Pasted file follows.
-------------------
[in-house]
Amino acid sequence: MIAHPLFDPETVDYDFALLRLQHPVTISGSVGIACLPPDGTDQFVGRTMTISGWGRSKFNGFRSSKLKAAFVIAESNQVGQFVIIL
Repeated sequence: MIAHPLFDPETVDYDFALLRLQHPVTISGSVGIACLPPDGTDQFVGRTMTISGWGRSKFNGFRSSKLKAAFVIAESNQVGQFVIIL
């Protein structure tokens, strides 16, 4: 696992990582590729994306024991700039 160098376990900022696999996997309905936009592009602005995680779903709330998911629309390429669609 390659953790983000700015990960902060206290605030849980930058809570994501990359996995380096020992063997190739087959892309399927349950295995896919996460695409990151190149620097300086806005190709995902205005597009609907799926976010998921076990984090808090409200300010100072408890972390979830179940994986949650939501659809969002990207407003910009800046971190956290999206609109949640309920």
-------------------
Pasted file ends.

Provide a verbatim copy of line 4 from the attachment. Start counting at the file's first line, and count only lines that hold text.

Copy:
């Protein structure tokens, strides 16, 4: 696992990582590729994306024991700039 160098376990900022696999996997309905936009592009602005995680779903709330998911629309390429669609 390659953790983000700015990960902060206290605030849980930058809570994501990359996995380096020992063997190739087959892309399927349950295995896919996460695409990151190149620097300086806005190709995902205005597009609907799926976010998921076990984090808090409200300010100072408890972390979830179940994986949650939501659809969002990207407003910009800046971190956290999206609109949640309920």